Under Spotify’s new royalties model, the platform will financially penalize labels or distributors when it finds that more than 90% of streams on a song are fraudulent, charging 10 euros per offending track, according to several music distribution executives.
The service’s current remedies will also remain in effect — removing fake streams from the system so they don’t impact payouts or charts, pulling the track off editorial playlists, and possibly striking them from the platform altogether. The fees racked up by labels or distributors will be charged against future royalties.
Like the rest of Spotify’s new model, which also affects how the lowest-streaming acts and non-music noise tracks earn royalties, the new fraud rule will impact music’s steadily growing “long tail” of tracks that don’t get played much. In this case, it’s simple math: Big artists trying to boost their numbers are unlikely to hit that 90% threshold for fraudulent streams since they already have an established audience that will listen to them. Any act with a fair number of legitimate streams would need a huge amount of fraud to trigger a penalty.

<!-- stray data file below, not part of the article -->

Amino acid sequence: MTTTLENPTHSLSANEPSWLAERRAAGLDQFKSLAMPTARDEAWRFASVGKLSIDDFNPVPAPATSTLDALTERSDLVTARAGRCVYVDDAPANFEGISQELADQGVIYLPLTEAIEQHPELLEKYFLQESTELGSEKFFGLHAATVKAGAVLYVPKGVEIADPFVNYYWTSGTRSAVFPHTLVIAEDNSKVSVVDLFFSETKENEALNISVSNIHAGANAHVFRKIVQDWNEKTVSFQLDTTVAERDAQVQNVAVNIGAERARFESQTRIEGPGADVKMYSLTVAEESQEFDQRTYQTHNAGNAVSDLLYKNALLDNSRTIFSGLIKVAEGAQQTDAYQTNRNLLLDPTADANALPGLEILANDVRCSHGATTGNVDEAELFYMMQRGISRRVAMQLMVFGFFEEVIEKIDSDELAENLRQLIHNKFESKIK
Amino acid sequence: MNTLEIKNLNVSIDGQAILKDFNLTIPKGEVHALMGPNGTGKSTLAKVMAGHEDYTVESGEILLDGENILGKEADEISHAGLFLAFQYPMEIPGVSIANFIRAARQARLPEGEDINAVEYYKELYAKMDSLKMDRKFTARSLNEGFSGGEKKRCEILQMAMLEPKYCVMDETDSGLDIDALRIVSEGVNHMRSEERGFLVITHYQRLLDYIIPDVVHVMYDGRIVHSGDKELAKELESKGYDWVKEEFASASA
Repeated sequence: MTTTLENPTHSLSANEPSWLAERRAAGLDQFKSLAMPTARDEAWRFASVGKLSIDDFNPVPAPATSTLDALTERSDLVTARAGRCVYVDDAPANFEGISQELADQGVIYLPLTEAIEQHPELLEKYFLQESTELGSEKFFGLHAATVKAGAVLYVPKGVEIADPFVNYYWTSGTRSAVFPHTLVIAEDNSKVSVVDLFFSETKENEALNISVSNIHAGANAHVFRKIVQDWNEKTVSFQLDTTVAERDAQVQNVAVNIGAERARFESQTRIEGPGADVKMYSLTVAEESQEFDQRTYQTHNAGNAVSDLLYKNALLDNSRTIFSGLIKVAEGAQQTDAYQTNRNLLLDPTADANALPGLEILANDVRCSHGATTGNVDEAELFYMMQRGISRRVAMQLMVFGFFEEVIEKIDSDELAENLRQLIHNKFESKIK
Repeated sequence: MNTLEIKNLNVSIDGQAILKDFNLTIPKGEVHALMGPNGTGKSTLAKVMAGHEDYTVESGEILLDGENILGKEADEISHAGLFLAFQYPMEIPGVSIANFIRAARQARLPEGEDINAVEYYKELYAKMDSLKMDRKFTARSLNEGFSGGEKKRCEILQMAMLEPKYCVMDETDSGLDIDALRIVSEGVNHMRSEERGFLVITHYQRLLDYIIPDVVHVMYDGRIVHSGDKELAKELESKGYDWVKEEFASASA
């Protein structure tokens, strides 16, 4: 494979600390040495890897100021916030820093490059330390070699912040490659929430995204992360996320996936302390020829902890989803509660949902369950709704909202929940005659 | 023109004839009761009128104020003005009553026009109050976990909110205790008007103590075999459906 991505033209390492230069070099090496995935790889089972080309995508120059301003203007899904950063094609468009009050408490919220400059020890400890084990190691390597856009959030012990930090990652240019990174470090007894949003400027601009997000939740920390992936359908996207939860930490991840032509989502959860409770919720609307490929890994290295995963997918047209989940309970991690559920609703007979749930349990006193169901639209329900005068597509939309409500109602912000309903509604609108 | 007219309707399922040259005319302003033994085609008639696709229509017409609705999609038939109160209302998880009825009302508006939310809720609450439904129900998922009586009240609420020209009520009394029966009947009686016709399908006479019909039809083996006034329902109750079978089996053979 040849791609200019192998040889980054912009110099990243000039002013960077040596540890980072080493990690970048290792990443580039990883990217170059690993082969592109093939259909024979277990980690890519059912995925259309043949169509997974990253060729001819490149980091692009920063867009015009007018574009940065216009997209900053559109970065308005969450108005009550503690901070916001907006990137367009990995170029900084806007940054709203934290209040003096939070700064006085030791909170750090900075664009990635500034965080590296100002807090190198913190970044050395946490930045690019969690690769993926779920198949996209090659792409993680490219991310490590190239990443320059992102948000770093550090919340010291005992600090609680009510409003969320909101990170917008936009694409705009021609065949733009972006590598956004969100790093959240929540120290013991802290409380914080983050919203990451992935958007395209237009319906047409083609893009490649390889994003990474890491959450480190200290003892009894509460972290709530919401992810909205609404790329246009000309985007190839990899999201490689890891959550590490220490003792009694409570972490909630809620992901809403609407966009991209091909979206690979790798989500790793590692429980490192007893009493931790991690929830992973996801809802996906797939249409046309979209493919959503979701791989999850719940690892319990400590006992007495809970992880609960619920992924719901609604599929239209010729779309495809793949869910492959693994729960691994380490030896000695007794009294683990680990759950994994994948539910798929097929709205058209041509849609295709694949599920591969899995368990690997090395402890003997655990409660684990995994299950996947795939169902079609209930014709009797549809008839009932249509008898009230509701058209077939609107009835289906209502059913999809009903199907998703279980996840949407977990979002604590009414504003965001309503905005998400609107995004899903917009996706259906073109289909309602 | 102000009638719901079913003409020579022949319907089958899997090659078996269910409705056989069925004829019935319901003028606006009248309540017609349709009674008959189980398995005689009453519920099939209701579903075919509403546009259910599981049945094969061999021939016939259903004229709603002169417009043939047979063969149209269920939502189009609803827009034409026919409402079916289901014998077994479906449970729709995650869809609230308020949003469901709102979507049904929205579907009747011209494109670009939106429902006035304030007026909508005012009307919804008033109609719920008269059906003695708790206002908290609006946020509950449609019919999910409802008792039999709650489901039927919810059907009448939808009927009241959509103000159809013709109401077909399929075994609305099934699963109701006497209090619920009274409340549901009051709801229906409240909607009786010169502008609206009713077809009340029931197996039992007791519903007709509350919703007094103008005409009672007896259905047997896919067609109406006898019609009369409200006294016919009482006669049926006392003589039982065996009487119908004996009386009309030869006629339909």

This means companies that have built hands-off, high-volume distribution businesses with small margins, charging a small fee per upload — the three biggest are DistroKid, TuneCore and CD Baby — likely have the most to lose under the new rules. They have huge batches of new music uploading daily, and that means it’s hard to know who is doing the uploading.
Even so, Tunecore welcomed news of Spotify’s change. “In order to effectively prevent bad actors from diluting the royalty pool for real artists with real fans, all companies need to be a part of the solution,” says Andreea Gleeson, the company’s CEO. “We also have been engaged in a deep dialogue with all our DSP partners, including Spotify, to actively deploy anti-fraud measures that encourage content providers to make the proper investments to actually fight fraud. We are fully aligned with the measures that Spotify is implementing.” (Tunecore’s parent company, Believe, has a history of publicly supporting Spotify initiatives, including Discovery Mode, which is unanimously opposed by the major labels.)